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Looks like a mixture of the top wine consuming countries and Japan longevity.

It's probably moreso the Mediterranean diet and the Mediterranean climate (encouraging more walking). The evidence that wine or any alcohol consumption positively affects health is equivocal at best (I say as I drink an IPA).

The climate is half the battle; the built form is also very important.

It's very easy to walk in the relatively compact cities and towns of the Mediterranean; it is not as easy to do so in Mountain View, which shares the Mediterranean climate classification.

Yeah, that's probably more important than the weather. Their cities are incredibly walkable. I recall reading that in the US, folks living in suburban areas average something like 3 or 4 kilos more than those in urban areas.

Huh, I found it very easy to do almost everything on foot in MV. I guess there are some parts that are less accessible.

We should take in mind that Spanish is a diverse country with different climatic areas. The Mediterranean tag is a gross oversimplification.

In terms of weather, the North is as mediterranean as Ireland or Paris. Soria's winters had more in common with Chicago than with Valencia, (Valencia would be closer to California). Canary islands have their own atlantic climate.

The "Mediterranean diet" tag is also a gross oversimplification.

In terms of population we are also one of the more diverse countries in Europe, an historical melting pot of catholics, muslims, jews and americans with a salt of hindi, therefore we grow free of many stupid food taboo's. We eat a lot of seafood and pork meat is culturally ok.

Having strong bonds with America, Europe and Africa gave us access to a lot of different exotic products. There is nothing mediterranean in chicken, milk, bananas, chocolate, tomato or potatoes. Neither bread or wine are "Mediterranean" products in the strict sense. Not exclusively mediterranean species or cultured exclusively in the Mediterranean. A diet based in bread, meat and wine should be named "castillian diet".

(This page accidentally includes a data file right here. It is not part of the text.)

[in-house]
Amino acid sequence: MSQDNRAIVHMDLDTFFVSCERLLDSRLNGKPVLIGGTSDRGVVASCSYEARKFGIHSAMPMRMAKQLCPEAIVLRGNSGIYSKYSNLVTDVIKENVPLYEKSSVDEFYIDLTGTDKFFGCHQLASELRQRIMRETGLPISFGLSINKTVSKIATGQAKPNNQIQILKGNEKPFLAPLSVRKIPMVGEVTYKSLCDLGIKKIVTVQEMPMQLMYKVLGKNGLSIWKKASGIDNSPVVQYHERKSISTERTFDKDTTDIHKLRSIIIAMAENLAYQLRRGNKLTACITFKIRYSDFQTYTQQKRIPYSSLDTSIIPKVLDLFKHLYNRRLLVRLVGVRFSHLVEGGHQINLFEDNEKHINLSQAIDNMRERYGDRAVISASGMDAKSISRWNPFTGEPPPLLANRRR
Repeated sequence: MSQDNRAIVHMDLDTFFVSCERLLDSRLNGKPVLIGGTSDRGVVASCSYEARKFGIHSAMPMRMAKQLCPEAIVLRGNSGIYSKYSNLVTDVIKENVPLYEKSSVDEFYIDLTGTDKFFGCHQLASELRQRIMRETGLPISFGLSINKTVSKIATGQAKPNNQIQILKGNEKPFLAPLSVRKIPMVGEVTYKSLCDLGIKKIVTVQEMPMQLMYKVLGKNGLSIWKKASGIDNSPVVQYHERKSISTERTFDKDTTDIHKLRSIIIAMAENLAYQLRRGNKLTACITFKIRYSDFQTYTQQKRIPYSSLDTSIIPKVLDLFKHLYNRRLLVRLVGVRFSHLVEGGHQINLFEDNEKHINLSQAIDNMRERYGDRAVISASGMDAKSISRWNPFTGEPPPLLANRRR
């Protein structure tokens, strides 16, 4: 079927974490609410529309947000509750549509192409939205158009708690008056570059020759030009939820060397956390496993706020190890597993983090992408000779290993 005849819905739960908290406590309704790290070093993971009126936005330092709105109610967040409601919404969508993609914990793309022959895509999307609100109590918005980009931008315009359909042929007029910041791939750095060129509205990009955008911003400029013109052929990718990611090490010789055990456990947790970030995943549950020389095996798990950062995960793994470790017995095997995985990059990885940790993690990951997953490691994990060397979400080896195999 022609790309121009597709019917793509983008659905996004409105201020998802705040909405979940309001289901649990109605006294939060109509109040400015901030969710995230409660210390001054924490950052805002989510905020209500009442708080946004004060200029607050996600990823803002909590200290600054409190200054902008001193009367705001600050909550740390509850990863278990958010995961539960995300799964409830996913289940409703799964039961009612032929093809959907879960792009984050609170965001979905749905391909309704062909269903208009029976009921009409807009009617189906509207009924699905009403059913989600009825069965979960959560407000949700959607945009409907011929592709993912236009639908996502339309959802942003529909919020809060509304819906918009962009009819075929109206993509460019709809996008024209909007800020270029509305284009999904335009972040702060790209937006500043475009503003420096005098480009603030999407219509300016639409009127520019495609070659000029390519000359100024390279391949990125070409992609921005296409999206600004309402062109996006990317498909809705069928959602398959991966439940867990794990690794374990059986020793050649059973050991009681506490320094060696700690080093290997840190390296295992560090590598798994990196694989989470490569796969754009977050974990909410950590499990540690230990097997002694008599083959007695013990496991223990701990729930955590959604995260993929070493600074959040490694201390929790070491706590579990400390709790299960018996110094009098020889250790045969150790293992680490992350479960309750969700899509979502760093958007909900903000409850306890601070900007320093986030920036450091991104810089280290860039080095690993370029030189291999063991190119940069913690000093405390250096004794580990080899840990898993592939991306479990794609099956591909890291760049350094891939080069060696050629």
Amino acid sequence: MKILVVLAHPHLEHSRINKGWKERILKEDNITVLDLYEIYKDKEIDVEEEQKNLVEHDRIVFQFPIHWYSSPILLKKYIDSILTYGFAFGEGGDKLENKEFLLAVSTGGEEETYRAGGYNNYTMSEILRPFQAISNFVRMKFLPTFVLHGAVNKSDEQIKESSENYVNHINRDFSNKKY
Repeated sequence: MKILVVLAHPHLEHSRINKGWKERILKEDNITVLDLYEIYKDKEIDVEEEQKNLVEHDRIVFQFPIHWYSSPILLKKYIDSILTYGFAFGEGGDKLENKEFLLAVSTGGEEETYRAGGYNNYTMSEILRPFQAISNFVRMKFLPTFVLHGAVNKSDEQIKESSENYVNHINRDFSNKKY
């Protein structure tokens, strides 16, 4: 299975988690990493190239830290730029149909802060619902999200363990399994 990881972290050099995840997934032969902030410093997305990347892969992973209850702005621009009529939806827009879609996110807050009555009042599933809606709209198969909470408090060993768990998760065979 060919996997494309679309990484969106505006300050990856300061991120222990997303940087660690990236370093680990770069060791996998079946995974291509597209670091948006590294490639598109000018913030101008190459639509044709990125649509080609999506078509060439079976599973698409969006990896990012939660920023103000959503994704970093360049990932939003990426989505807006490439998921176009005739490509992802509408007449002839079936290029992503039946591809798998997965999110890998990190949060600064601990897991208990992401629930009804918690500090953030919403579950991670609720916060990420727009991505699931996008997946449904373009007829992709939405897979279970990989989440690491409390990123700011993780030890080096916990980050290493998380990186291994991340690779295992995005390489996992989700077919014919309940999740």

There's definitely way more walking since there is no "car culture" like in the US. I've heard that olive oil plays a big role as well.

Outside of the big (with good public transport) or old (where you can walk everywhere) cities, you very much need a car to get around in Spain. Most of the residential developments in the last half century has been what are called 'urbanisations', basically groups of apartment blocks in areas far from the city centre. If you are lucky there may be a small grocery store or coffee shop within the development, but for anything else you will need to travel further afield.

> Most of the residential developments in the last half century has been what are called 'urbanisations'

Any data to back this up? I've checked eurostats [1] and the numbers don't support this assertion: 66% of all dwellings are flats (there are no flats in spanish urbanisations), and only 12% are detached houses (the most common building type in urbanisations).

Also, notice that these numbers are the larger (for % of people living in flats) and smaller (for % of detached houses) in all of Europe!

[1] http://appsso.eurostat.ec.europa.eu/nui/show.do?query=BOOKMA...

I wonder if the afternoon sleep/siesta culture has any bearing as well. People didnt evolve for 8-10 hour work days. Afternoon naps were common in early human life, from what Ive read.

Most people in Spain don’t sleep a siesta / nap anymore. Most of us work for multinationals with the normal 8/9 to 6/7 schedule. However, we do have a 1 hour lunch break where we can eat a 2 course meal calmly.

How common are seiestas outside of big cities? While in Madrid pretty much everything seemed open during daylight hours (although there was lots of late night revelry). However, I arrived in Toledo in the early afternoon to find lots of places still closed.

I'm currently living in a small city in the south (~120k pop), and here shops are usually open from 9:30 - 14:00 then 17:00 - 21:00, and closed all day Sunday. In larger or more tourist areas most shops will be open all day, but restaurants often still follow traditional hours.

That doesn't mean they are taking a nap. They are probably eating or doing something else.

I've heard that the South still do

The so called "siesta culture" is a myth.

That's sad.

wine has almost no effect (and potentially some negative ones as well), as demonstrated following the original badly designed observational studies. This myth needs to disappear.

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